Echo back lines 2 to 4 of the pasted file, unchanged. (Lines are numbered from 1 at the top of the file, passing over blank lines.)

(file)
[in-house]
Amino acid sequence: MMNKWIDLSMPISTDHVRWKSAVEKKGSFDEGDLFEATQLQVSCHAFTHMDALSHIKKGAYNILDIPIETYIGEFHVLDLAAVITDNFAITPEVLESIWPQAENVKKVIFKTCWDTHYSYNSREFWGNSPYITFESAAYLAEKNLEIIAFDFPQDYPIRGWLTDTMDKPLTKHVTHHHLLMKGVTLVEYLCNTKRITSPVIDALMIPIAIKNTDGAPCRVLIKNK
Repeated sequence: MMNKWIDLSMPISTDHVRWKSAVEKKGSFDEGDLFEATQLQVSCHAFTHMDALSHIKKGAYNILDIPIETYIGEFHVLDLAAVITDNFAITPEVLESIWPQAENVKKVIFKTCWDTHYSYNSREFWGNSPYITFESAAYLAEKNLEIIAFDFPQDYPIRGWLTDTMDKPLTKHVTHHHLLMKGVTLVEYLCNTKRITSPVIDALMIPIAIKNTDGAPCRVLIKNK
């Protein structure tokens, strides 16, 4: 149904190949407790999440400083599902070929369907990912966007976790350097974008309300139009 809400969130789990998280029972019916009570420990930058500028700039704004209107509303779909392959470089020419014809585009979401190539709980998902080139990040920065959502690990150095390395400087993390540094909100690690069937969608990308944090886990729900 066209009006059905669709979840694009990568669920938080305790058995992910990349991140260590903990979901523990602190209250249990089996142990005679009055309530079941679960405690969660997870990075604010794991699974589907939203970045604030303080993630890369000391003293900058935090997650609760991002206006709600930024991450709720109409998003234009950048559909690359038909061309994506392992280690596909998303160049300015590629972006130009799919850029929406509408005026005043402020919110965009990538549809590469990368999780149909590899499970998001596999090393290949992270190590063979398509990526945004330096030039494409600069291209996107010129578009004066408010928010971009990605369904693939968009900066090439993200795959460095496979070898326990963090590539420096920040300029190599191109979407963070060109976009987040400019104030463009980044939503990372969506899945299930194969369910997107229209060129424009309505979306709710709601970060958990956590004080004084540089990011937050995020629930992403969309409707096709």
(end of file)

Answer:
Amino acid sequence: MMNKWIDLSMPISTDHVRWKSAVEKKGSFDEGDLFEATQLQVSCHAFTHMDALSHIKKGAYNILDIPIETYIGEFHVLDLAAVITDNFAITPEVLESIWPQAENVKKVIFKTCWDTHYSYNSREFWGNSPYITFESAAYLAEKNLEIIAFDFPQDYPIRGWLTDTMDKPLTKHVTHHHLLMKGVTLVEYLCNTKRITSPVIDALMIPIAIKNTDGAPCRVLIKNK
Repeated sequence: MMNKWIDLSMPISTDHVRWKSAVEKKGSFDEGDLFEATQLQVSCHAFTHMDALSHIKKGAYNILDIPIETYIGEFHVLDLAAVITDNFAITPEVLESIWPQAENVKKVIFKTCWDTHYSYNSREFWGNSPYITFESAAYLAEKNLEIIAFDFPQDYPIRGWLTDTMDKPLTKHVTHHHLLMKGVTLVEYLCNTKRITSPVIDALMIPIAIKNTDGAPCRVLIKNK
């Protein structure tokens, strides 16, 4: 149904190949407790999440400083599902070929369907990912966007976790350097974008309300139009 809400969130789990998280029972019916009570420990930058500028700039704004209107509303779909392959470089020419014809585009979401190539709980998902080139990040920065959502690990150095390395400087993390540094909100690690069937969608990308944090886990729900 066209009006059905669709979840694009990568669920938080305790058995992910990349991140260590903990979901523990602190209250249990089996142990005679009055309530079941679960405690969660997870990075604010794991699974589907939203970045604030303080993630890369000391003293900058935090997650609760991002206006709600930024991450709720109409998003234009950048559909690359038909061309994506392992280690596909998303160049300015590629972006130009799919850029929406509408005026005043402020919110965009990538549809590469990368999780149909590899499970998001596999090393290949992270190590063979398509990526945004330096030039494409600069291209996107010129578009004066408010928010971009990605369904693939968009900066090439993200795959460095496979070898326990963090590539420096920040300029190599191109979407963070060109976009987040400019104030463009980044939503990372969506899945299930194969369910997107229209060129424009309505979306709710709601970060958990956590004080004084540089990011937050995020629930992403969309409707096709």